There is an eclectic crowd ... studenty types, suits, druggies, thugs, gays, blacks, Asians, rich people, poor people, people with learning disabilities - you name it. All bobbing up and down to the regular throb of the techno music and not a hint of violence. It really was a great place. But I can't dance to techno music unless I'm on drugs, and I'm not on drugs.

So I leave Julie's and walk along the quay to the Pitcher and Piano, another of Gazza's old haunts.

The Pitcher and Piano is extremely posh. It's all polished wood and piped jazz and deep sofas and big windows and chrome hand dryers in the toilets. This is unexpected. I nearly get an inferiority complex and walk out of there as well.

But it was also possible to hold a conversation without bawling in someone else's ear, so I order up a treble vodka and coke and sink into one of the sofas and ask Robin what he thinks about Gazza.

"Personally I think Gazza is a class hero," says Robin. "So what if he hasn't read Jane Austen? Good luck to him, I say. And frankly, I think it is a bit rich for journalists of all people to slag Gazza off for drinking too much and being unfit. They'll be having a go at him for being sober in a minute. The poor bloke can't win.

"I used to be in the Marines, where there is just as much of an obligation to maintain one's personal fitness for the good of the team as there is in soccer. And there's none of this sanctimonious tut-tutting if someone comes off the rails through too much drinking.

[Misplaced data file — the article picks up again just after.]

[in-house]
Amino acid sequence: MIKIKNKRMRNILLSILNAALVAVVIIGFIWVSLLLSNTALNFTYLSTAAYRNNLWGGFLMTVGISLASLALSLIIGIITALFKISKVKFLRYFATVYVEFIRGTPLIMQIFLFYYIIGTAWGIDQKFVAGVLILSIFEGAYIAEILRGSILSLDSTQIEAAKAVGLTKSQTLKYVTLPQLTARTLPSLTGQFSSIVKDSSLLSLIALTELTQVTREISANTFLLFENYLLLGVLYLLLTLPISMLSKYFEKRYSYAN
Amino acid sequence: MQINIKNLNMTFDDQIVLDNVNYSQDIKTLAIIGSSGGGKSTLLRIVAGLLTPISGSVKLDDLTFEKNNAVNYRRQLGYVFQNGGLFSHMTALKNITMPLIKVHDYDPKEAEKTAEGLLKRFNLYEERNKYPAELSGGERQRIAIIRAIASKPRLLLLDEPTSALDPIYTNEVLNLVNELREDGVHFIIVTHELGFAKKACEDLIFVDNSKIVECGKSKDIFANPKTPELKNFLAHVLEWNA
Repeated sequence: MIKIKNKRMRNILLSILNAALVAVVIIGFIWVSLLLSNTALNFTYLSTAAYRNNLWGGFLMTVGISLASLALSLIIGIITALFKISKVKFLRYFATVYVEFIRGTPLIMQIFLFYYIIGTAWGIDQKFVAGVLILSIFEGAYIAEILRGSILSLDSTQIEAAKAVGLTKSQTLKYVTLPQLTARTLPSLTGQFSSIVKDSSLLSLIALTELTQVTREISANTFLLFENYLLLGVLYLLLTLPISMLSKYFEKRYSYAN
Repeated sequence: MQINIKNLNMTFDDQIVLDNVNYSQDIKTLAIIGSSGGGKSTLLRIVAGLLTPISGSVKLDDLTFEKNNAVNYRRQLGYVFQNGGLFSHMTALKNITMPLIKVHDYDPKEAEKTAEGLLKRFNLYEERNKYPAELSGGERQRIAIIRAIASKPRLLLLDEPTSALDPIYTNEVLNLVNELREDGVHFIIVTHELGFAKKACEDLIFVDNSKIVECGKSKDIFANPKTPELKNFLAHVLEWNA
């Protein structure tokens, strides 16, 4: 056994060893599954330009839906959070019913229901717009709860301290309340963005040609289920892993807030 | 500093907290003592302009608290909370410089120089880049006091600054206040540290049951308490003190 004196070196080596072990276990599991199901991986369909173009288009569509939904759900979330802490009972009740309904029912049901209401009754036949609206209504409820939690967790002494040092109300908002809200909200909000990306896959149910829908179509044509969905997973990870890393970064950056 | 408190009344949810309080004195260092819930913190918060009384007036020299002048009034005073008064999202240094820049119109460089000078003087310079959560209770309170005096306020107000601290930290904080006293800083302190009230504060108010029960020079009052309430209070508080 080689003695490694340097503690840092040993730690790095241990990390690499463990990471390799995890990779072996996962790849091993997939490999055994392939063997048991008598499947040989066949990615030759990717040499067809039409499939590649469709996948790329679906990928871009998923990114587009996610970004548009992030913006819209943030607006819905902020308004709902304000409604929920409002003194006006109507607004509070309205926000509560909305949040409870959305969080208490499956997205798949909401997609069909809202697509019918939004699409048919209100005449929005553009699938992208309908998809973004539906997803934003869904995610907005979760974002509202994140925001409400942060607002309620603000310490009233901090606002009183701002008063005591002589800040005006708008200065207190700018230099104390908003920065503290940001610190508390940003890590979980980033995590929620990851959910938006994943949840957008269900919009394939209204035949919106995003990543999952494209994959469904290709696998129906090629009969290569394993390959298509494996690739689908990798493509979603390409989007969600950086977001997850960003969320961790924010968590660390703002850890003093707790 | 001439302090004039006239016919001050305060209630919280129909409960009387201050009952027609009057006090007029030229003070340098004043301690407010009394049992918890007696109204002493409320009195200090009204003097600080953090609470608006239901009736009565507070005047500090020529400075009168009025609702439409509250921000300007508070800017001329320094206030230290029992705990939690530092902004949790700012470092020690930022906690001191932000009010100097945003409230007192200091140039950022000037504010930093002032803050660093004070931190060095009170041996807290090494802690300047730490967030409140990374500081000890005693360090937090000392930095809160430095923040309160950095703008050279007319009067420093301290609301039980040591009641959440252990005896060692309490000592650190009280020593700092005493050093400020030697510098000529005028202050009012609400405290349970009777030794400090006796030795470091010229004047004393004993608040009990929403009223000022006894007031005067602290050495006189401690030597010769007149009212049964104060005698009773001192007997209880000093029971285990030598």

"Serious cases are simply enrolled on a basket-weaving course for a couple of months and they come out of it with a useful skill. A friend of mine made 900 beer mats in just under eight weeks."

Couldn't agree more, I said, ordering another treble from a waitress.



Came to prominence in the early 1980s with energetic game show, Cheggers Plays Pop. Drink wrecked his marriage to TV presenter Maggie Philbin, and interrupted his TV career until he returned, mid-1990s, to present The Big Breakfast.


The English-rose model who kept the VW Golf car keys, but dumped everything else in the 1980s advert. Drink wrecked her marriage, but she refused to be beaten. Has since presented low-key TV shows.


NO alcoholics list would be complete without Britain's most gifted footballer. Embarrassed himself (and Terry) with his infamous drunken appearance on Wogan. Still has lapses.


BRITAIN'S most talented iconoclast found life dragged because of his enormous intellect. Drank to ease boredom but, at 57, the boredom was cured and he was dead.


Staged a notorious walkout from the National Theatre Macbeth in 1974 . He ran to America, survived a coma, re-married and became Britain's highest regarded film actor. Still attends AA meets when he "feels a wobble".


Game show host who admitted to alcoholism in 1994 and, one year later, to homosexuality. Completed drying out in 1994, but has since wavered.


Back writing scripts for a new BBC1 sitcom, Mrs Merton and Malcolm, after a champagne-and-pills suicide attempt earlier this year. Self-confessed alcoholic, now sticks firmly to the orange juice.


Most infamous of many drunken public appearances came on the Channel 4 programme After Dark, where he abused fellow guests and refused to leave the set. Now 60, he is banned from many TV stations.


Once claimed to have drunk seven bottles of wine a day while making Midnight Express in 1978 (and he still received an Oscar nomination). Has now "lost interest" in alcohol.


Legendary lugubrious 1960s comic who couldn't cope with life's mundanities. He drank heavily before his death from an overdose in Sydney.


Carry On actor who binged on a bottle of scotch a day, and died on stage in 1976.


Title of Arsenal and England footballer's recent autobiography says it all: Addicted. Now as reformed as they come.


Confessed to alcoholism two years ago. Since directed Nil By Mouth, a film inspired in part by his drunken father.